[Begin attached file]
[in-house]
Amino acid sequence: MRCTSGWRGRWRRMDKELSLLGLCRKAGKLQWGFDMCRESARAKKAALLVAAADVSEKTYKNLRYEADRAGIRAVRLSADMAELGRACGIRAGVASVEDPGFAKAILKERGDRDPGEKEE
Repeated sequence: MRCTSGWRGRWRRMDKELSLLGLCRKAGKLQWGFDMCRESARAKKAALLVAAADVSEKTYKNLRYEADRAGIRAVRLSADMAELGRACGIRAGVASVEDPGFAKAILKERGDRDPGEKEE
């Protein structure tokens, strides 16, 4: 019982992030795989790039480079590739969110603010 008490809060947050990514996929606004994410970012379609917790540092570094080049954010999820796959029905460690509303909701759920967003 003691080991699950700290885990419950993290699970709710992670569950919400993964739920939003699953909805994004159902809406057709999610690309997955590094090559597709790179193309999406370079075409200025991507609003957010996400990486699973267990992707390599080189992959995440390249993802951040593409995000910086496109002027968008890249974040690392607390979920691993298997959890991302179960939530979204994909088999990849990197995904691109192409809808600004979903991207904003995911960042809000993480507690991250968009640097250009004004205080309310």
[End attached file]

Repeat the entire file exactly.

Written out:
[in-house]
Amino acid sequence: MRCTSGWRGRWRRMDKELSLLGLCRKAGKLQWGFDMCRESARAKKAALLVAAADVSEKTYKNLRYEADRAGIRAVRLSADMAELGRACGIRAGVASVEDPGFAKAILKERGDRDPGEKEE
Repeated sequence: MRCTSGWRGRWRRMDKELSLLGLCRKAGKLQWGFDMCRESARAKKAALLVAAADVSEKTYKNLRYEADRAGIRAVRLSADMAELGRACGIRAGVASVEDPGFAKAILKERGDRDPGEKEE
């Protein structure tokens, strides 16, 4: 019982992030795989790039480079590739969110603010 008490809060947050990514996929606004994410970012379609917790540092570094080049954010999820796959029905460690509303909701759920967003 003691080991699950700290885990419950993290699970709710992670569950919400993964739920939003699953909805994004159902809406057709999610690309997955590094090559597709790179193309999406370079075409200025991507609003957010996400990486699973267990992707390599080189992959995440390249993802951040593409995000910086496109002027968008890249974040690392607390979920691993298997959890991302179960939530979204994909088999990849990197995904691109192409809808600004979903991207904003995911960042809000993480507690991250968009640097250009004004205080309310």